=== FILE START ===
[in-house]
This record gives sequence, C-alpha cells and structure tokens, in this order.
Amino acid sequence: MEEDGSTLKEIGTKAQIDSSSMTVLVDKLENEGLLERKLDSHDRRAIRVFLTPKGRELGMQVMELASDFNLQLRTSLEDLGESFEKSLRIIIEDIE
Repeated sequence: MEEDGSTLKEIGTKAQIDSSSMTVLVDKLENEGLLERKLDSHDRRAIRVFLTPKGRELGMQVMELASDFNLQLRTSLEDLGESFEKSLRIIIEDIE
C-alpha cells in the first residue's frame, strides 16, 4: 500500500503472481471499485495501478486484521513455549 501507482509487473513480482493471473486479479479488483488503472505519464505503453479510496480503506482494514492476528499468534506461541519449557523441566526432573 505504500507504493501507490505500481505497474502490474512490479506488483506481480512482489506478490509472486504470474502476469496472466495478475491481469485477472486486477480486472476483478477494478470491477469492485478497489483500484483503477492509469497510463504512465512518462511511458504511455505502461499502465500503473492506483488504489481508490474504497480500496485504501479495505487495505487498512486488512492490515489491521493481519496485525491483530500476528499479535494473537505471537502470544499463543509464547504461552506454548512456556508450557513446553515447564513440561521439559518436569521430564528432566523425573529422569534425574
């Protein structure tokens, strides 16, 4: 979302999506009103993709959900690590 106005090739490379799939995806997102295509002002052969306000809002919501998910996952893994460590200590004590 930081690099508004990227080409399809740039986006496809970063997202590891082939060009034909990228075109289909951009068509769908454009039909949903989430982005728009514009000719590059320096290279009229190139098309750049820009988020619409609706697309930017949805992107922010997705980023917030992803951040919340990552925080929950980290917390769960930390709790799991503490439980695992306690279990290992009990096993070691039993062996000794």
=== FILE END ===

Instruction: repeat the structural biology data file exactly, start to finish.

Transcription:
[in-house]
This record gives sequence, C-alpha cells and structure tokens, in this order.
Amino acid sequence: MEEDGSTLKEIGTKAQIDSSSMTVLVDKLENEGLLERKLDSHDRRAIRVFLTPKGRELGMQVMELASDFNLQLRTSLEDLGESFEKSLRIIIEDIE
Repeated sequence: MEEDGSTLKEIGTKAQIDSSSMTVLVDKLENEGLLERKLDSHDRRAIRVFLTPKGRELGMQVMELASDFNLQLRTSLEDLGESFEKSLRIIIEDIE
C-alpha cells in the first residue's frame, strides 16, 4: 500500500503472481471499485495501478486484521513455549 501507482509487473513480482493471473486479479479488483488503472505519464505503453479510496480503506482494514492476528499468534506461541519449557523441566526432573 505504500507504493501507490505500481505497474502490474512490479506488483506481480512482489506478490509472486504470474502476469496472466495478475491481469485477472486486477480486472476483478477494478470491477469492485478497489483500484483503477492509469497510463504512465512518462511511458504511455505502461499502465500503473492506483488504489481508490474504497480500496485504501479495505487495505487498512486488512492490515489491521493481519496485525491483530500476528499479535494473537505471537502470544499463543509464547504461552506454548512456556508450557513446553515447564513440561521439559518436569521430564528432566523425573529422569534425574
């Protein structure tokens, strides 16, 4: 979302999506009103993709959900690590 106005090739490379799939995806997102295509002002052969306000809002919501998910996952893994460590200590004590 930081690099508004990227080409399809740039986006496809970063997202590891082939060009034909990228075109289909951009068509769908454009039909949903989430982005728009514009000719590059320096290279009229190139098309750049820009988020619409609706697309930017949805992107922010997705980023917030992803951040919340990552925080929950980290917390769960930390709790799991503490439980695992306690279990290992009990096993070691039993062996000794």